H.B.K., Nov. Gen. & Sp. 7:232, pl. 651. 1825
Raspa lengua, Parimontón
Small tree, 4-20 m tall; trunk to 30 cm dbh, often forming stilt-roots when leaning; outer bark smooth, thin; inner bark tan, granular, streaked with harder dark areas; young stems, petioles, and midribs above sparsely pubescent. Petioles 1-4 cm long; blades ± elliptic, acuminate, obtuse at base and with 2 green glands on upper surface, 7-22 cm long, 4-11 cm wide, coarsely serrate; palmate veins at base 3, with a second pair of lateral veins arising in apical half to two-thirds of blade. Umbels divaricately branched, often broader than long; inflorescence branches, pedicels, and flowers puberulent; flowers 4-parted; sepals acute at apex; petals white, narrowly spatulate, to 2.7 mm long, equaling sepals; both petals and sepals recurved at anthesis; stamens numerous, 3-4 mm long; ovary ± stalked, nearly glabrous; style to 2 mm long; stigma simple. Berries subglobose, to 8 mm long, red turning dark violet-purple at maturity; seeds 1 or 2, to 5 mm long. Croat 7273.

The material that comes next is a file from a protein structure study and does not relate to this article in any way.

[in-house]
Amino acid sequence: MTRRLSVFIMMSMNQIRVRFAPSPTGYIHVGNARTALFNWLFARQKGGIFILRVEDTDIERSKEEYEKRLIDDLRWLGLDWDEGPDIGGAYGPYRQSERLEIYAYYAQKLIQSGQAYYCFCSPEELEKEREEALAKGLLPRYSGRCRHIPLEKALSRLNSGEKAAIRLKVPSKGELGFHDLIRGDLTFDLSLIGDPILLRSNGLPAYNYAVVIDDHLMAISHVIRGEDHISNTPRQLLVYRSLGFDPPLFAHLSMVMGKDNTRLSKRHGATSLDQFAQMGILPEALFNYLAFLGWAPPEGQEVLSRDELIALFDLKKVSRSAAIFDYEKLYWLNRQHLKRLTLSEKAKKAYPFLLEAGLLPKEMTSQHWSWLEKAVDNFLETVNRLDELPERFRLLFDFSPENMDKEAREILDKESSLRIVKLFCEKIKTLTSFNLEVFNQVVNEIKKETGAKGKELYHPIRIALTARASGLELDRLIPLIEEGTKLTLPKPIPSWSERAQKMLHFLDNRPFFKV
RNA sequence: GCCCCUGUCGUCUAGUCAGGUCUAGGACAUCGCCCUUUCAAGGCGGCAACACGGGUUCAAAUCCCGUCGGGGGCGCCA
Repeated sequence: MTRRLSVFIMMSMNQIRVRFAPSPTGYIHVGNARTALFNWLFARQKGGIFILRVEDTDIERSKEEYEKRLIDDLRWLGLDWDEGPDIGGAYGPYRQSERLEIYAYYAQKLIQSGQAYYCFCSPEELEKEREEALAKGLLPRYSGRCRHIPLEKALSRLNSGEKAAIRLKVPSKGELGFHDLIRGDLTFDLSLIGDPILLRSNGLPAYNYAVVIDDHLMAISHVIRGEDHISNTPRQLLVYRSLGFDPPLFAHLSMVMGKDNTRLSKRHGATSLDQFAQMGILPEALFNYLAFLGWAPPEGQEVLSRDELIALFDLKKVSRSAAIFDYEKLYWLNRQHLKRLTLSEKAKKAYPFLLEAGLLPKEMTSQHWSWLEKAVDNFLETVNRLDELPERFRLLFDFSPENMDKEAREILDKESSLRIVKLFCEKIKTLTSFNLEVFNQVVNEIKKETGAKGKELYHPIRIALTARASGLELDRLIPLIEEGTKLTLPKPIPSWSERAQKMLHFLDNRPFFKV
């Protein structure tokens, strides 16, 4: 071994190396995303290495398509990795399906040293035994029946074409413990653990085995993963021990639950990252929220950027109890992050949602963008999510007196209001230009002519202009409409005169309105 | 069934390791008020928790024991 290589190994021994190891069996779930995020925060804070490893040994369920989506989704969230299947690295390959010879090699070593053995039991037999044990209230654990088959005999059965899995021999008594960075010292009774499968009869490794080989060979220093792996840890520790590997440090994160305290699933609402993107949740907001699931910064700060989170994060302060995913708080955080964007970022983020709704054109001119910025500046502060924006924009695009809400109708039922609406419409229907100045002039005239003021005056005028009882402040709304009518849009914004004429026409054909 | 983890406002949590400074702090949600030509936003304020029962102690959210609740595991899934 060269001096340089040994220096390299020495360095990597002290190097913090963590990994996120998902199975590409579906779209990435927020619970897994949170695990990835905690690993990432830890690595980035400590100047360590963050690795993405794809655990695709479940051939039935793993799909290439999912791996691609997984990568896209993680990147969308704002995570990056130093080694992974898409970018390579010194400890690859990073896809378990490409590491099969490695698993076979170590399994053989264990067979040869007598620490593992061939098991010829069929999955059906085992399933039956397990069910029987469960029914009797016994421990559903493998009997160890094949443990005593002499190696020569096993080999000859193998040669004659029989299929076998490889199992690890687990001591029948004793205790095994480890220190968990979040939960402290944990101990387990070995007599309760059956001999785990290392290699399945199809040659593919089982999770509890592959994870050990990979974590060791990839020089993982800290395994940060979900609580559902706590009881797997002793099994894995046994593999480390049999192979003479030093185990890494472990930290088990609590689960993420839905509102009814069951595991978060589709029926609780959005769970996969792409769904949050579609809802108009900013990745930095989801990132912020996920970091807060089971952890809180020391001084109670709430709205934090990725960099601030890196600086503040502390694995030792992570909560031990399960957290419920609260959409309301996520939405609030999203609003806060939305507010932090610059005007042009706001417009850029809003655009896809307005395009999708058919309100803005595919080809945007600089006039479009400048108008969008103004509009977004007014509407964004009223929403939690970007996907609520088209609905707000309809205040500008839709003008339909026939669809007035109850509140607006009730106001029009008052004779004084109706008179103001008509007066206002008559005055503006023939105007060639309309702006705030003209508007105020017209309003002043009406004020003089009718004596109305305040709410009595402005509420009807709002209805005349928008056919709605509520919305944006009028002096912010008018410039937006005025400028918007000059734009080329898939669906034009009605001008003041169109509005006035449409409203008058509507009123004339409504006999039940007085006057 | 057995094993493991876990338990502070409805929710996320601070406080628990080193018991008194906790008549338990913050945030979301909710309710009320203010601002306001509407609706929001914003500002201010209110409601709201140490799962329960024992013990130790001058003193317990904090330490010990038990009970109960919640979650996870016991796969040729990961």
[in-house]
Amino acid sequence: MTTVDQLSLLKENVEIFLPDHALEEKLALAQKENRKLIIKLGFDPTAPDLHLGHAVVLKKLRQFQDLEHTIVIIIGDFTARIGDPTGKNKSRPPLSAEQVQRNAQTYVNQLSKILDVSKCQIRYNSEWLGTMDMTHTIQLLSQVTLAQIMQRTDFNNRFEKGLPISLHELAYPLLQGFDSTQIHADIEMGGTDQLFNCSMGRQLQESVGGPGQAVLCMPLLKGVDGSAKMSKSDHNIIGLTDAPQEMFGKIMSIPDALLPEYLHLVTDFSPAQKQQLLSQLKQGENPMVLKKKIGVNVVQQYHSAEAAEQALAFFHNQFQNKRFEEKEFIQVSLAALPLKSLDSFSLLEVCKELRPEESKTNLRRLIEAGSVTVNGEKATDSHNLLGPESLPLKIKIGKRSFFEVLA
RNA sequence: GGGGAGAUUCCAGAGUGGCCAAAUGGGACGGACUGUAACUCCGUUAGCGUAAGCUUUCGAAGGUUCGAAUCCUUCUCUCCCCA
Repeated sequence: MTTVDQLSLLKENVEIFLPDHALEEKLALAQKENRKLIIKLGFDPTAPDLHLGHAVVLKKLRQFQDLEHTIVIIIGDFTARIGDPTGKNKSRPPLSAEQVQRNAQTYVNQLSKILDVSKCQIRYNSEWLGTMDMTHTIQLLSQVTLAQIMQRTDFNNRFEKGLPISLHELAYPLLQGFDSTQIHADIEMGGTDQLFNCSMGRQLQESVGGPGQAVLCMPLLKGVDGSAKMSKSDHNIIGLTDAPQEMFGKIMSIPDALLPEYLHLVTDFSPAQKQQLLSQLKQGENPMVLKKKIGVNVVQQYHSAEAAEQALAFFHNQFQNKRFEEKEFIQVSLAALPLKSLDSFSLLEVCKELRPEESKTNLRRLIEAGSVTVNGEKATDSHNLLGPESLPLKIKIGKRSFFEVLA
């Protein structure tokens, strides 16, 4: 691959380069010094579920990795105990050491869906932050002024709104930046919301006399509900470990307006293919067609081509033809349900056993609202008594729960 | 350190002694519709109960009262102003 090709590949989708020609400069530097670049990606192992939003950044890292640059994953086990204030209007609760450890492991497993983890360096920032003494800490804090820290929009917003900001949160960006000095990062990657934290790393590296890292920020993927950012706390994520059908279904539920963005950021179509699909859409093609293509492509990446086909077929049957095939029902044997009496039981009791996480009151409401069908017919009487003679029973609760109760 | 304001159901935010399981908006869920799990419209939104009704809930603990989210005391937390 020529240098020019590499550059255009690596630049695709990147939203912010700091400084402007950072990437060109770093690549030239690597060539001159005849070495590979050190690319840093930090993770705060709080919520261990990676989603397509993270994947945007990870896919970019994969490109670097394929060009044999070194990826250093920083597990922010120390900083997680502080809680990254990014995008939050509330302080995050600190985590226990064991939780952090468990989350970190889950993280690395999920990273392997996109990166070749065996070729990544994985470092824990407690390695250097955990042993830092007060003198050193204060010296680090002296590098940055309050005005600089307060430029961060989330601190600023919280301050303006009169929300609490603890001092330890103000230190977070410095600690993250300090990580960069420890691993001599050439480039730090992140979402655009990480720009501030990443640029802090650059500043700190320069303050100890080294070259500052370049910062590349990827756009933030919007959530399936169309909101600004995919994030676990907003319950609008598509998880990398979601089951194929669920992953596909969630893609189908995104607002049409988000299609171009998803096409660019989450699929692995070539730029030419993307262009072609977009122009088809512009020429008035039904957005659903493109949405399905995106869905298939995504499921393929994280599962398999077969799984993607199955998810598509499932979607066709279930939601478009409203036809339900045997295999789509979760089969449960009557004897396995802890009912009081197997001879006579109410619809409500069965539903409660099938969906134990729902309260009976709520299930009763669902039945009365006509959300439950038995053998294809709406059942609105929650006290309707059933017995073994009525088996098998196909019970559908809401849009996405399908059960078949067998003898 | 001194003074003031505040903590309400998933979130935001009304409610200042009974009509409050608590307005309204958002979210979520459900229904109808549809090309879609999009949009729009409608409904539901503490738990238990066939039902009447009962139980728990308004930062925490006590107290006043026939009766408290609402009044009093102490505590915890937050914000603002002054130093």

Common in the forest, especially the young forest. Flowers mostly in the dry season, but as late as June. Most fruits mature in the late dry and early rainy seasons. Plants may develop a second inflorescence from the base of the infructescence at about the time the fruits are maturing.
Fruits are eaten by white-faced monkeys in June (Hladik & Hladik, 1969).
Honduras to northern South America. In Panama, known from tropical moist forest in the Canal Zone, Bocas del Toro, Colón, Panama, and Darien and from tropical wet forest in Colón, (Portobelo). Reported from premontane wet and premontane rain forests in Costa Rica (Holdridge et al., 1971).
See Fig. 399.